But not so long ago, Netscape was the web browser. It was the first in general use that displayed graphics. Old timers like me might remember Lynx, which did let you look at web pages, but not graphics. That didn't matter much, since you were connecting with a 2400 baud modem and graphics took ages to load.
But Netscape made web browsing attractive. It turned it from the abode of geeks to an experience that everyone can enjoy. Its interface was what all web browsers emulate, with the Home, Back, Forward, and Reload buttons still an integral part of any web browser. It used the term "Bookmarks" to mark web pages.

Doesn't look so different, does it?

It's hard to imagine that Netscape once had 90% of the web browser market. However, they fell victim to Microsoft deciding to give away Internet Explorer (odd as it seems now, but Netscape used to ask people to pay to use their software). Suddenly, there was competition, and if MSIE wasn't quite as good, it was good enough, especially at the price. Netscape had to give away their product, and without the resources of Microsoft, was not the same technically.

Several different business models were tried, but eventually Netscape was purchased by AOL in 1999. And AOL quite rightly decided to get out of the browser business. Netscape was down to less than 1% the browser market in 2004, and just could not compete with Firefox, Opera, or Safari.

The road is littered with software that went from being ubiquitous to forgotten: Lotus 1-2-3, Harvard Graphics, Wordstar, MultiMate, and many others. I'll be talking about them from time to time. But Netscape was a major player and important milestone in the creation of the World Wide Web, and its passing deserves note.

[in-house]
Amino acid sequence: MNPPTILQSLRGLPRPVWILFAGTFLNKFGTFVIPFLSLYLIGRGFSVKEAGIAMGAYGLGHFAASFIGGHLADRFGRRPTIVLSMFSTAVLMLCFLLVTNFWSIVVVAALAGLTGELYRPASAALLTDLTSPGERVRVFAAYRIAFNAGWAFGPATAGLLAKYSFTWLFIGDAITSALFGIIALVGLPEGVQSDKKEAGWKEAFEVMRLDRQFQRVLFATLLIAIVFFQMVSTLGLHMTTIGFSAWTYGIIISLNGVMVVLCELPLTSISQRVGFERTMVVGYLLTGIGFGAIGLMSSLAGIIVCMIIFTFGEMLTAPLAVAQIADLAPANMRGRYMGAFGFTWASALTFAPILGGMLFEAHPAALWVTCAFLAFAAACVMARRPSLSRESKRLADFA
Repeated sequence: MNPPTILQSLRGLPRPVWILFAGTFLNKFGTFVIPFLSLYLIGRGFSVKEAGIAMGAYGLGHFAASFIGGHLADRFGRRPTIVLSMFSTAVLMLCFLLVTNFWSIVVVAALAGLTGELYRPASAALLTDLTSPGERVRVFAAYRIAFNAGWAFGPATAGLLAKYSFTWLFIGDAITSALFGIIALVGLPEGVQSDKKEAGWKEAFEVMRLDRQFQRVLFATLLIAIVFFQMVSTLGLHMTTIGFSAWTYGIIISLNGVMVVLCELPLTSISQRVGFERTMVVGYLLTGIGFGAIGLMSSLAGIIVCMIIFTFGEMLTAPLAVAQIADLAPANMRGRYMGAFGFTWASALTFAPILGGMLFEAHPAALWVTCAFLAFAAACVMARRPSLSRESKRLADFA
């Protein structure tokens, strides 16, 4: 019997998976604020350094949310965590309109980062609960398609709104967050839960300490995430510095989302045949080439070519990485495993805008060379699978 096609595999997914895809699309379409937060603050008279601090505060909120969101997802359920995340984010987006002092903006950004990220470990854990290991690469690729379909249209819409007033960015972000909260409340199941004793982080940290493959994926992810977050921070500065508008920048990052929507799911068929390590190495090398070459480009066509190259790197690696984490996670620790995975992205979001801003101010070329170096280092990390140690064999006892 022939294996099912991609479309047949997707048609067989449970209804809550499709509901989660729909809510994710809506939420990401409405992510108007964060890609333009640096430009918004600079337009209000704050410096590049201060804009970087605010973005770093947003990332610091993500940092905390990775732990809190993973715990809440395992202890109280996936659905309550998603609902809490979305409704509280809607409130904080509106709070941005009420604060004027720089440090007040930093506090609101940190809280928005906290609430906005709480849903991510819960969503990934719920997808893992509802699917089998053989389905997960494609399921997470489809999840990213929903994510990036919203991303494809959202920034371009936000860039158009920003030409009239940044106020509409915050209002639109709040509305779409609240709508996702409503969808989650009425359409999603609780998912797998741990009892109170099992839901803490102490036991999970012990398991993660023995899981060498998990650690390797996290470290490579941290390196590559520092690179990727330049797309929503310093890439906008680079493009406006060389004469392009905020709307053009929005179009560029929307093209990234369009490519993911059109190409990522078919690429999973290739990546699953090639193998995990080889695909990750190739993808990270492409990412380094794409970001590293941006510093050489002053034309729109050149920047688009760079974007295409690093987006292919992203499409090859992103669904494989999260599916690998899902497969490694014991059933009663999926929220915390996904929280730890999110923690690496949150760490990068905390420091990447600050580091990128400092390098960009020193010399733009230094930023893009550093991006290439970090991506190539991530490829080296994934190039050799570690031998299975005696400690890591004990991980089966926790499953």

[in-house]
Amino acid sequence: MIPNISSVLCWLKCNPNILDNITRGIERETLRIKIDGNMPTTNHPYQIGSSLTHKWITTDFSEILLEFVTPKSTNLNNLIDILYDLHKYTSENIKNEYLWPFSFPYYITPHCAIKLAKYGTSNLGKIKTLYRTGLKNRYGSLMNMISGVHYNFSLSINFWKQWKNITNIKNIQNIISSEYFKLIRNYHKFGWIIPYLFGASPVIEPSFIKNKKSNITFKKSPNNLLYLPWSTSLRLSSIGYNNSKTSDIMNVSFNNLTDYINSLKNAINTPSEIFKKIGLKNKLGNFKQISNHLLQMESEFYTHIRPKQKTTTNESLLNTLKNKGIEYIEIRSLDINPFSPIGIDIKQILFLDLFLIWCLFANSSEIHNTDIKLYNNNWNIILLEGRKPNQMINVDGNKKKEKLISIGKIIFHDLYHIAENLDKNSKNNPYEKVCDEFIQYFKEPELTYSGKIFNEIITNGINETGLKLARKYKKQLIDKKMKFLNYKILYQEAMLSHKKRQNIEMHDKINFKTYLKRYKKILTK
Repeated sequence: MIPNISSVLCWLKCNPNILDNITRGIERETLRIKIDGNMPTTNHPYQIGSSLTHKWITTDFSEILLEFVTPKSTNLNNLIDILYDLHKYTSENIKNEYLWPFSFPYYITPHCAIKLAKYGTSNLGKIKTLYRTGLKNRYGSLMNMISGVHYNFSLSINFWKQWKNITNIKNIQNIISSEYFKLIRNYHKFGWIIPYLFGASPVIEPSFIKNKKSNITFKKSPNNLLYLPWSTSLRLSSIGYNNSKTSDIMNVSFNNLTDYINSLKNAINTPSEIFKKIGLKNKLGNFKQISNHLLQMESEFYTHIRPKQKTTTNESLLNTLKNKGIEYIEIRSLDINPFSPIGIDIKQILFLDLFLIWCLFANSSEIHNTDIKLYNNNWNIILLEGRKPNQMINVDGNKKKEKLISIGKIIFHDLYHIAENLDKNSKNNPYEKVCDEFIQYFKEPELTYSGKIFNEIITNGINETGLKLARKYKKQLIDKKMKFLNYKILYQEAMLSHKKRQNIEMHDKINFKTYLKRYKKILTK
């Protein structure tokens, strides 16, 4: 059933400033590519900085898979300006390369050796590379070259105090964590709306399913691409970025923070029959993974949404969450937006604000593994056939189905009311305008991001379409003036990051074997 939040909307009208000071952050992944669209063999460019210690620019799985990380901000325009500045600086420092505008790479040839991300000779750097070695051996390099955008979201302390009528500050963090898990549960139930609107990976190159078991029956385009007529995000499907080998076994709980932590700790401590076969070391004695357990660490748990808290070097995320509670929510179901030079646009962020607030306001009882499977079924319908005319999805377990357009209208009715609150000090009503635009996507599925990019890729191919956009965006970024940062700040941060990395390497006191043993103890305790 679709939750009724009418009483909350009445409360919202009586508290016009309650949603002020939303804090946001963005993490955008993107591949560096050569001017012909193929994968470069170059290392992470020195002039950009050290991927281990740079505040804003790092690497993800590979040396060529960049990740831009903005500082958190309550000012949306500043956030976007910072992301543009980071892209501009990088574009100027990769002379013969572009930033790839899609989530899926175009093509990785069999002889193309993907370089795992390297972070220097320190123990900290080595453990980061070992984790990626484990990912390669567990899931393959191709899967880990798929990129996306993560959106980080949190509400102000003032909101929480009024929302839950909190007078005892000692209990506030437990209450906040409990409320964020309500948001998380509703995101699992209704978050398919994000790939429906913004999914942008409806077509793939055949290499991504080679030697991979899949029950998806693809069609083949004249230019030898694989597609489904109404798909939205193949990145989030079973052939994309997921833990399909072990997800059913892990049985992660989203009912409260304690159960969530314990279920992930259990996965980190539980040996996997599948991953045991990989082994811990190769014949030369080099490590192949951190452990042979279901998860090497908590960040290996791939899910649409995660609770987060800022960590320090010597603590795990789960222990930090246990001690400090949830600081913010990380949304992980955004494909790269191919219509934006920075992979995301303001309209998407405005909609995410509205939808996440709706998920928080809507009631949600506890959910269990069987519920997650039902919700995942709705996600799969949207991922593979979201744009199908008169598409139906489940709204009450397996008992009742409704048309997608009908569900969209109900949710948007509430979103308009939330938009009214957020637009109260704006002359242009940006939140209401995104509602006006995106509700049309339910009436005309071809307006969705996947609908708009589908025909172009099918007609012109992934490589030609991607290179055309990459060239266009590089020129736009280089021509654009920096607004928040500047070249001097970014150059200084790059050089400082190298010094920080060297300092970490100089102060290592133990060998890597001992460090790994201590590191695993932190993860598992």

Wednesday, January 2, 2008

We're baack!

The holiday break is over at Siena, and we're back to work.

It went pretty well. Nothing crashed (at least, not too badly) and few calls/e-mails to the helpdesk. Now, I&TS has a little time to get ready for the Spring term.

We're taking the weeks between classes to upgrade some of the computers in the labs. We've started in Hines 116; computers there now have upgraded memory, LCD monitors, and new desks (for some). Here's what they look like:

A few new things about the setup:

  • The keyboard and mouse are in a drawer.
  • The monitor is recessed to give you a full desktop to work on.
  • There's a cable to plug in your USB device like a flash drive. No need to crawl around underneath.
  • There's also a cable for Internet connection. You can plug in your laptop and be able to go on the network.
  • Computers can't use these new cables to print documents.

We'll be putting this setup in other labs in the next few weeks.